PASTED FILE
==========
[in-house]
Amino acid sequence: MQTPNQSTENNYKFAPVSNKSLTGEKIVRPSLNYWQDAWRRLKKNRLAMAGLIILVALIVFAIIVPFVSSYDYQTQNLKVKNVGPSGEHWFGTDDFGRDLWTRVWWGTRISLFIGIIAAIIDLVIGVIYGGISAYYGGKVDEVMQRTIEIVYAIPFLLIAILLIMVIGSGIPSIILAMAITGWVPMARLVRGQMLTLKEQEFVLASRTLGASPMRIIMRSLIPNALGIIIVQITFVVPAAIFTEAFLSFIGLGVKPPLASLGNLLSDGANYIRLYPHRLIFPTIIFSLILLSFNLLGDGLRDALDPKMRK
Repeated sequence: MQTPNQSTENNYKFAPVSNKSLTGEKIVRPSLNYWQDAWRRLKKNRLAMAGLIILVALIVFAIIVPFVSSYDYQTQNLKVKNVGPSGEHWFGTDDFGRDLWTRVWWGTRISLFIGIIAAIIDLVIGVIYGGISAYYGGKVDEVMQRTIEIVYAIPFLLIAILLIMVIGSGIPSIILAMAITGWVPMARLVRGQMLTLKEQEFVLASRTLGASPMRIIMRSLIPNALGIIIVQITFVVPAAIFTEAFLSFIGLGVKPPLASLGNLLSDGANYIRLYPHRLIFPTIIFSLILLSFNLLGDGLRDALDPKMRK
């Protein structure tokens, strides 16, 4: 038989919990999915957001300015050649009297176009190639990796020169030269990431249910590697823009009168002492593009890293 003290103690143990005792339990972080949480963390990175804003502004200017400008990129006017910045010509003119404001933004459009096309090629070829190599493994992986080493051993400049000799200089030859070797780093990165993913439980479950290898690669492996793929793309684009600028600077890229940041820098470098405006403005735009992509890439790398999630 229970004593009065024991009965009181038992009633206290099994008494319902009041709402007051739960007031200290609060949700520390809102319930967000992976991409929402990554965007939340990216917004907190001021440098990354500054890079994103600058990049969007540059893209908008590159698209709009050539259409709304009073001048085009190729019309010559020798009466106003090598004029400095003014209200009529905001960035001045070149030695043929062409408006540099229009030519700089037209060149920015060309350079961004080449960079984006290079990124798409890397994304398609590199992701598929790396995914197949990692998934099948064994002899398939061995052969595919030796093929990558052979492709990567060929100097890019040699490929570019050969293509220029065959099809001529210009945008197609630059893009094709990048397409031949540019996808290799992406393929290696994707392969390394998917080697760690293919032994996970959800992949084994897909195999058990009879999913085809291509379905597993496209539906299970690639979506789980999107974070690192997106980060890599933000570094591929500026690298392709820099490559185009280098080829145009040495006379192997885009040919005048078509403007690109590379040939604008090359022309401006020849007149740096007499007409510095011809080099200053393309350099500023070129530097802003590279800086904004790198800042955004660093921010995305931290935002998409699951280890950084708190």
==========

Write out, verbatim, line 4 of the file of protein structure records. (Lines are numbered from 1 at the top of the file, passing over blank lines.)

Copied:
């Protein structure tokens, strides 16, 4: 038989919990999915957001300015050649009297176009190639990796020169030269990431249910590697823009009168002492593009890293 003290103690143990005792339990972080949480963390990175804003502004200017400008990129006017910045010509003119404001933004459009096309090629070829190599493994992986080493051993400049000799200089030859070797780093990165993913439980479950290898690669492996793929793309684009600028600077890229940041820098470098405006403005735009992509890439790398999630 229970004593009065024991009965009181038992009633206290099994008494319902009041709402007051739960007031200290609060949700520390809102319930967000992976991409929402990554965007939340990216917004907190001021440098990354500054890079994103600058990049969007540059893209908008590159698209709009050539259409709304009073001048085009190729019309010559020798009466106003090598004029400095003014209200009529905001960035001045070149030695043929062409408006540099229009030519700089037209060149920015060309350079961004080449960079984006290079990124798409890397994304398609590199992701598929790396995914197949990692998934099948064994002899398939061995052969595919030796093929990558052979492709990567060929100097890019040699490929570019050969293509220029065959099809001529210009945008197609630059893009094709990048397409031949540019996808290799992406393929290696994707392969390394998917080697760690293919032994996970959800992949084994897909195999058990009879999913085809291509379905597993496209539906299970690639979506789980999107974070690192997106980060890599933000570094591929500026690298392709820099490559185009280098080829145009040495006379192997885009040919005048078509403007690109590379040939604008090359022309401006020849007149740096007499007409510095011809080099200053393309350099500023070129530097802003590279800086904004790198800042955004660093921010995305931290935002998409699951280890950084708190």